U.S. foreign assistance to Mali totaled more than $130 million in FY 2016 and over $145 million in FY 2017. Over $81 million was officially requested for 2018. First and foremost, U.S. assistance to Mali seeks to support the country’s fragile peace and implementation of the June 20, 2015, peace accord. Key U.S. interests in Mali include promoting a stable democracy and improved governance; promoting regional security by combatting terrorists and traffickers who seek to exploit ungoverned spaces in the Sahel; reducing chronic vulnerability by improving social development and increasing sustainable livelihoods; and encouraging economic growth, opportunity, and development by supporting sustainable development and increased U.S. economic investment. From these interests our mission goals include: (1) promoting democratic institutions, responsive governance, and respect for human rights; (2) enhancing regional security by building institutions to counter transnational threats; (3) advancing social development (particularly health and education); (4) increasing economic growth and sustainable livelihoods; and (5) promoting the U.S. as a key partner to Malian stakeholders, enhancing mutual understanding, and protecting the wellbeing of U.S. citizens.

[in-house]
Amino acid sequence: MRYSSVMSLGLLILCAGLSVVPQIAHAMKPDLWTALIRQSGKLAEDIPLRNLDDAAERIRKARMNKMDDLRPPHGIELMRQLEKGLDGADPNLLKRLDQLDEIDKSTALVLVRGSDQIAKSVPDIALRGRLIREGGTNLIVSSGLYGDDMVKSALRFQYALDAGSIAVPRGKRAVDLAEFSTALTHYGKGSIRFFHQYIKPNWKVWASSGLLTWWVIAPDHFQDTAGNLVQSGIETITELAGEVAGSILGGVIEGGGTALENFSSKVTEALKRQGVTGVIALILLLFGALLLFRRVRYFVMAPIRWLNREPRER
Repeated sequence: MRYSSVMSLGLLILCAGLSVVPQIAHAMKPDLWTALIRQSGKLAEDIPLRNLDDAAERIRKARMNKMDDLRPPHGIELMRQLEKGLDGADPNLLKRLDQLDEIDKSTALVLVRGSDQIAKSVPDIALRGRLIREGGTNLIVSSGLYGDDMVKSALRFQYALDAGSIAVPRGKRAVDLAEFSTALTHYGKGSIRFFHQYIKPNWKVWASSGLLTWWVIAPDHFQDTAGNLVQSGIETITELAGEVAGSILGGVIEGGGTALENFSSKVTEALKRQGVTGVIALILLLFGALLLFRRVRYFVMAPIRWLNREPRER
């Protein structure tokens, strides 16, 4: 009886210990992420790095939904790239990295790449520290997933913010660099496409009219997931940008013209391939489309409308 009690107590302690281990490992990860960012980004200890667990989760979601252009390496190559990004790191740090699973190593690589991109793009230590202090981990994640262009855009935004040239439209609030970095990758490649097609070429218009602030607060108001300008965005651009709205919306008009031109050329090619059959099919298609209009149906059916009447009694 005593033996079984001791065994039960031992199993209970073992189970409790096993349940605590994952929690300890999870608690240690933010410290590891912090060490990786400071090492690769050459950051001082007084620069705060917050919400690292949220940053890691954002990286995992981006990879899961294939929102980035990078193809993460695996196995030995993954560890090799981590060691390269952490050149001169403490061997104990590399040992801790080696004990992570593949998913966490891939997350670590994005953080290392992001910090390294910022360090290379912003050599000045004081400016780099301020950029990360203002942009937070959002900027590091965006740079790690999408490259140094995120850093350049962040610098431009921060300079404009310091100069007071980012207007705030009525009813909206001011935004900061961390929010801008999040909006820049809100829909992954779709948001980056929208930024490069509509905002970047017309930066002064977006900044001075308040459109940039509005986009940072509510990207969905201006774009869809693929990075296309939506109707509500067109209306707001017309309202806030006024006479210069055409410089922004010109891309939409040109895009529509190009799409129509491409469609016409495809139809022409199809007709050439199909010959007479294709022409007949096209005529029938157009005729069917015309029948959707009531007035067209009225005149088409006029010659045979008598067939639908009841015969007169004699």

U.S. foreign assistance is administered through a whole of government approach that includes but is not limited to the long-standing in-country presence of the U.S. Agency for International Development (USAID), the Centers for Disease Control (CDC), the National Institutes for Health (NIH), and the Department of Defense (DOD). Furthermore, Mali is a focus country for U.S. assistance priorities and initiatives, including but not limited to: Women, Peace and Security (WPS), the Trans-Sahara Counter Terrorism Partnership (TSTCP), the Security Governance Initiative (SGI), Global Climate Change (GCC), Feed the Future (FTF), Resilience, the President’s Malaria Initiative (PMI), the President’s Emergency Plan For Aids Relief (PEPFAR), the Global Health Security Agenda (GHSA), and Ending Preventable Child and Maternal Death (EPCMD). On October 9, 2015, the U.S. government, through USAID, signed a formal agreement with the Government of Mali to implement USAID/Mali’s new 5-year Country Development Cooperation Strategy (available here).